Another aspect of the mayor's speech deserves scrutiny: his continual tin ear when it comes to making government less onerous to the city's businesses. There was absolutely nothing said, as the Sun and Post point out, about the need to cut taxes and regulatory burdens that stifle economic growth, particularly for the retailers on the city's over 200 commercial strips.
This is in keeping with an anti-small business mindset that the mayor has demonstrated over the past four years. It is, as the Post points out, part of a big government liberal paternalism that fails to understand that economic growth is something that government needs to facilitate not something that it needs to undertake and engineer on its own.
But this is precisely how Bloomberg misreads the role of the city and the function of the government under his control. His view of economic development is underscored by the promotion of mega-projects that are splashy demonstrations of an active government intervention on behalf of the people.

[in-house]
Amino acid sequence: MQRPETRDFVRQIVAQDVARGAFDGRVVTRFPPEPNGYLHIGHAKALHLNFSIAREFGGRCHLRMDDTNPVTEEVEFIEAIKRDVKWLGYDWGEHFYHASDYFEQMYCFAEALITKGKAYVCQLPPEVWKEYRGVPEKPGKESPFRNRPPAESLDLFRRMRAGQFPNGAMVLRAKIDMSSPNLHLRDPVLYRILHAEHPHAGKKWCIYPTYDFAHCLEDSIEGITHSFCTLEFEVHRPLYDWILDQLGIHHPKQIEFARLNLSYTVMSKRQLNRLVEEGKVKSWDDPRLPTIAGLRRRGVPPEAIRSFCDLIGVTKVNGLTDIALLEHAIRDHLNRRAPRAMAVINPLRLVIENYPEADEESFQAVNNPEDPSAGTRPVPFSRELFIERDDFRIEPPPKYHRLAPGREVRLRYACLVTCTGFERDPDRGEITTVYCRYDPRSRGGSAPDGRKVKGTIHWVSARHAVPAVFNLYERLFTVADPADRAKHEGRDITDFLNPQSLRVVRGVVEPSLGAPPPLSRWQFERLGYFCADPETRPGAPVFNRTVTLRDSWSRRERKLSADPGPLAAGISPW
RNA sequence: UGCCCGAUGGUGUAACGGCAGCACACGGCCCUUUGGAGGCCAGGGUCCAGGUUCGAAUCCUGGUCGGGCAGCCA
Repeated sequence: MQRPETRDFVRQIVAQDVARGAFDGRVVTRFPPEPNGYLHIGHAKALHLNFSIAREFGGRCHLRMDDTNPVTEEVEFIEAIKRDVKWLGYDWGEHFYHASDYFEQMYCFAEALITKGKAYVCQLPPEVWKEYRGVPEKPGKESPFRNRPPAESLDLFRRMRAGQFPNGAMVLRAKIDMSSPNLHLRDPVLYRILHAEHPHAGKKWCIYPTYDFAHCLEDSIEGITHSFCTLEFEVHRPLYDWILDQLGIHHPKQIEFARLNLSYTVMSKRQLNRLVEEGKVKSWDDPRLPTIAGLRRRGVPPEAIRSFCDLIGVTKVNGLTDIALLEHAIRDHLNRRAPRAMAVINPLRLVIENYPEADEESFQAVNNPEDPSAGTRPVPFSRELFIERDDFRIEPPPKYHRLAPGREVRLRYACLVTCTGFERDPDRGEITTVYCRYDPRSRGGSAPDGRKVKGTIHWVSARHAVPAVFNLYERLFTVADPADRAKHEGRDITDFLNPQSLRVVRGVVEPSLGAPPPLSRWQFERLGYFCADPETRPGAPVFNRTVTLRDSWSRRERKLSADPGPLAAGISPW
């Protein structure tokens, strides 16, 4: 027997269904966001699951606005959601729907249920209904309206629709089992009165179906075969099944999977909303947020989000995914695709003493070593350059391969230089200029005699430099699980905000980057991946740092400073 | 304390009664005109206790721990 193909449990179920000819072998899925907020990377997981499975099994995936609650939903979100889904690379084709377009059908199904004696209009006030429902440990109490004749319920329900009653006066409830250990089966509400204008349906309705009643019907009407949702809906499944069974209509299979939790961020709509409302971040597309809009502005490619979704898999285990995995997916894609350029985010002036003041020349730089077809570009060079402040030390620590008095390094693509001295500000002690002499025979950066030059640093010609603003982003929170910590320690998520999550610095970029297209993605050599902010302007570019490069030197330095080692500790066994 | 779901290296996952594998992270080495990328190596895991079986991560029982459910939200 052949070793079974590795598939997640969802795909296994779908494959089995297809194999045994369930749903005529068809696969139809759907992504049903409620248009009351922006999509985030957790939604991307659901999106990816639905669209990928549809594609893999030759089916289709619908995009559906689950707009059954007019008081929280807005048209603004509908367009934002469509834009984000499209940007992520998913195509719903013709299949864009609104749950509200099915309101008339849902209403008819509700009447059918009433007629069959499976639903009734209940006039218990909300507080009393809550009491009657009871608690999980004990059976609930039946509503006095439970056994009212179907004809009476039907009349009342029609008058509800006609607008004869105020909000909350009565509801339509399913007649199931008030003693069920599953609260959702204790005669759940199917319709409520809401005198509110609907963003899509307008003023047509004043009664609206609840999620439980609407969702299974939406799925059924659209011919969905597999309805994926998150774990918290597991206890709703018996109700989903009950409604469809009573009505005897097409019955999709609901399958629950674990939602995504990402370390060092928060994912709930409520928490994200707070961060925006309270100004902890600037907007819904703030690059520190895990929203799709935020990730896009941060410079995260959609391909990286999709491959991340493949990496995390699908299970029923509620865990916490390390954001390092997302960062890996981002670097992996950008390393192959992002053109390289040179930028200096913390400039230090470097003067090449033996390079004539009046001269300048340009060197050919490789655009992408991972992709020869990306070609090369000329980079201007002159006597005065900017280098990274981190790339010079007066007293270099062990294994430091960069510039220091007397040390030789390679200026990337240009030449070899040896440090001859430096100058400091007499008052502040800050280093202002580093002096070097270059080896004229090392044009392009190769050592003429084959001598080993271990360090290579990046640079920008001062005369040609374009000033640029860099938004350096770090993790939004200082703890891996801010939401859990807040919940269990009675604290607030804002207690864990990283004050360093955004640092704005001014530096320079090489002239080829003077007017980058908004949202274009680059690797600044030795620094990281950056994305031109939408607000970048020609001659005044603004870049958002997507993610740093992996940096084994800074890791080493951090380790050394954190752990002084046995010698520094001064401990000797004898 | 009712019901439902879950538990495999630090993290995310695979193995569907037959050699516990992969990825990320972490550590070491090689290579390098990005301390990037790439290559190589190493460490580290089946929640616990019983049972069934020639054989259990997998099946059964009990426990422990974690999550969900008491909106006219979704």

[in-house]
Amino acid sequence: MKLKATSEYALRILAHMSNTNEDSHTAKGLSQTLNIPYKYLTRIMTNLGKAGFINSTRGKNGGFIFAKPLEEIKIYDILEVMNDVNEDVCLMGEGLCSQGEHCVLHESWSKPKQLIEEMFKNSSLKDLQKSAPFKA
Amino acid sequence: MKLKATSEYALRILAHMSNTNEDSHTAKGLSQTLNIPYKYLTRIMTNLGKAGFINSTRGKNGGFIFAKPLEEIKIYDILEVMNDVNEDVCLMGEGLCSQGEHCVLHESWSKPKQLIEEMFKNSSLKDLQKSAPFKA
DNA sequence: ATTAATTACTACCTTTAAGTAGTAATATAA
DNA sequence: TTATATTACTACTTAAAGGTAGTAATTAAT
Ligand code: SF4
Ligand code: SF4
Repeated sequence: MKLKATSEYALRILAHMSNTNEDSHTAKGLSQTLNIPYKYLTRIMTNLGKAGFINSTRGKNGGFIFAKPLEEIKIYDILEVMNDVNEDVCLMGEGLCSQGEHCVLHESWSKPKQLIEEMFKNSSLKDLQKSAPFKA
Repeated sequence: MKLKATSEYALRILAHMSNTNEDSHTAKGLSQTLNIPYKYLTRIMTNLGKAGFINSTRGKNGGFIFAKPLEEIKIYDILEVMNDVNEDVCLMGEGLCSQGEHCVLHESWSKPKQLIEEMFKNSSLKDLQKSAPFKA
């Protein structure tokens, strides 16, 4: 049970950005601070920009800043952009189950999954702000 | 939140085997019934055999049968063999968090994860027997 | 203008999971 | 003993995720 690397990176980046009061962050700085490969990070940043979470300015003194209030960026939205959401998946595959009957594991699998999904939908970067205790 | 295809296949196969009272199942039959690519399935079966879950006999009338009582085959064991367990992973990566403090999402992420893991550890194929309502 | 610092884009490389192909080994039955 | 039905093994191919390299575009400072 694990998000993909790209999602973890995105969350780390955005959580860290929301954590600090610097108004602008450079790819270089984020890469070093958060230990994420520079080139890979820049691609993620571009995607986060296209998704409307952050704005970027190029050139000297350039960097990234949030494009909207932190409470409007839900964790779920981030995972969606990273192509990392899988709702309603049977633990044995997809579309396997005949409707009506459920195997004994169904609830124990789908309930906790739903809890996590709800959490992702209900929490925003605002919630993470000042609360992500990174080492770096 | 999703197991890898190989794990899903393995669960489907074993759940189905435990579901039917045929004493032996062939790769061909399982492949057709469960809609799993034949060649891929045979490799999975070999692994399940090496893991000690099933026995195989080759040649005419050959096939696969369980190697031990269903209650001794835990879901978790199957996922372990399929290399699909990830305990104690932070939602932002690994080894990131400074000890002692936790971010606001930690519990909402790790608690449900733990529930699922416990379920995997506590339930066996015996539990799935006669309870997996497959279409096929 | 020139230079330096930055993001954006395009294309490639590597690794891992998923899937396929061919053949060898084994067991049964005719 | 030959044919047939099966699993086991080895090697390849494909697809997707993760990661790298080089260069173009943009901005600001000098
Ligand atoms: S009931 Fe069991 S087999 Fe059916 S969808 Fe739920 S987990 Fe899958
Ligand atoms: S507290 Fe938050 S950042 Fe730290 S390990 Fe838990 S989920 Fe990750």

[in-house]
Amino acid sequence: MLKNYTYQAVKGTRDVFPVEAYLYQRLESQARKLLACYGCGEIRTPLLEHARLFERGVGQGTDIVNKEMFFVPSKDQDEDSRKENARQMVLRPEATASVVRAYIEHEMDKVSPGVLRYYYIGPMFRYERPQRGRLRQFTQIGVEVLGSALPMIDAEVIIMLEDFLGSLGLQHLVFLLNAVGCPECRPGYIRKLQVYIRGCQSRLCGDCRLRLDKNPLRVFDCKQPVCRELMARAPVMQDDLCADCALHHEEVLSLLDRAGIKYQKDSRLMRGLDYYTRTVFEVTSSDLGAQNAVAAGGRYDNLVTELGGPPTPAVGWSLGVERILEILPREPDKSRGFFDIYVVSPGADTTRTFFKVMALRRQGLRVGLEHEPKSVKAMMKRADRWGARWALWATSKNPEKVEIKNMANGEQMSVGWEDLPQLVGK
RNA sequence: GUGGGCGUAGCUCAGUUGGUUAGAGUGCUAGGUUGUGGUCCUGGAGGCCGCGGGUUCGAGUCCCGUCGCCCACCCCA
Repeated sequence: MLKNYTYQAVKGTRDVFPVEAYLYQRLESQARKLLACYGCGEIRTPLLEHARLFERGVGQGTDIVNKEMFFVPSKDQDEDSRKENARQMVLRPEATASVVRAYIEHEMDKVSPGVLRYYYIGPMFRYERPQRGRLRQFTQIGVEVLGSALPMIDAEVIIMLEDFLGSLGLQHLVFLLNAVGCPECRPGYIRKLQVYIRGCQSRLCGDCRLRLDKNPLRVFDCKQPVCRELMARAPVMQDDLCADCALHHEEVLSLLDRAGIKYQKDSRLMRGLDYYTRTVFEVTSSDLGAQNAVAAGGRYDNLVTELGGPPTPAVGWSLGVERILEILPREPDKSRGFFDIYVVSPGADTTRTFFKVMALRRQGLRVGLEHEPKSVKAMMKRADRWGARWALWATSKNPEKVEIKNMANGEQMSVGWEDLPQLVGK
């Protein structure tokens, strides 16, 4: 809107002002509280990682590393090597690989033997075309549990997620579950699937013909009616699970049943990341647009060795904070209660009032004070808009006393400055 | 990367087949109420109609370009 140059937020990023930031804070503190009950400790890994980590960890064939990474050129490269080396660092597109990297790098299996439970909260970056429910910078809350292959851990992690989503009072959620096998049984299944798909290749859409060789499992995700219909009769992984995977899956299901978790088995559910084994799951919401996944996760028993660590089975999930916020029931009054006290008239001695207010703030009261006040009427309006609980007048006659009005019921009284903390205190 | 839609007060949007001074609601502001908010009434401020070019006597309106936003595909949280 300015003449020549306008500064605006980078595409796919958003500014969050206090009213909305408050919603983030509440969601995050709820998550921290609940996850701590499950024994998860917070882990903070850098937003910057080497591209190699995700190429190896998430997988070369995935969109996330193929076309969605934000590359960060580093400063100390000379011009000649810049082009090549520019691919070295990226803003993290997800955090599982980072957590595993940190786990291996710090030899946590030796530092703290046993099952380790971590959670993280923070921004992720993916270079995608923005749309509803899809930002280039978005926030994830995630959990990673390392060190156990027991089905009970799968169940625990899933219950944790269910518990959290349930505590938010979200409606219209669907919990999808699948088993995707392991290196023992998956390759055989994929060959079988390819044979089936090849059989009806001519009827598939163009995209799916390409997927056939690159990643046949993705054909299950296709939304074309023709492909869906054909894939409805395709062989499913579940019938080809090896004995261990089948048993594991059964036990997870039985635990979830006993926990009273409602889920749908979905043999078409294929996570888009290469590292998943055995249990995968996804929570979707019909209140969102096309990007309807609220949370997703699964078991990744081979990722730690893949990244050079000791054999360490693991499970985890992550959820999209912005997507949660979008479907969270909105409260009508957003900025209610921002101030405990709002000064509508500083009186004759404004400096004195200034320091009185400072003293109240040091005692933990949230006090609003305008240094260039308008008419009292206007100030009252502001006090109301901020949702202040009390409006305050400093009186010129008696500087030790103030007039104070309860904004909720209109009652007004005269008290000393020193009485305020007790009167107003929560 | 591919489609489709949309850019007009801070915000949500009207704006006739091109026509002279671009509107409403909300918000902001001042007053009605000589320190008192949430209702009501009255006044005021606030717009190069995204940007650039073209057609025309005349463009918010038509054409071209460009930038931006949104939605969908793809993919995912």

The fact that in the process hundreds of existing small businesses get whacked out is insignificant to him. He simply fails to get the way in which the struggles of these smaller entrepreneurs is the essence of an organic economic growth that could be accelerated by less government, a real benign neglect. This is precisely what the BTM and Willets Point symbolize. Mike Bloomberg can only conceive economic development in terms of large scale monuments to--well, himself.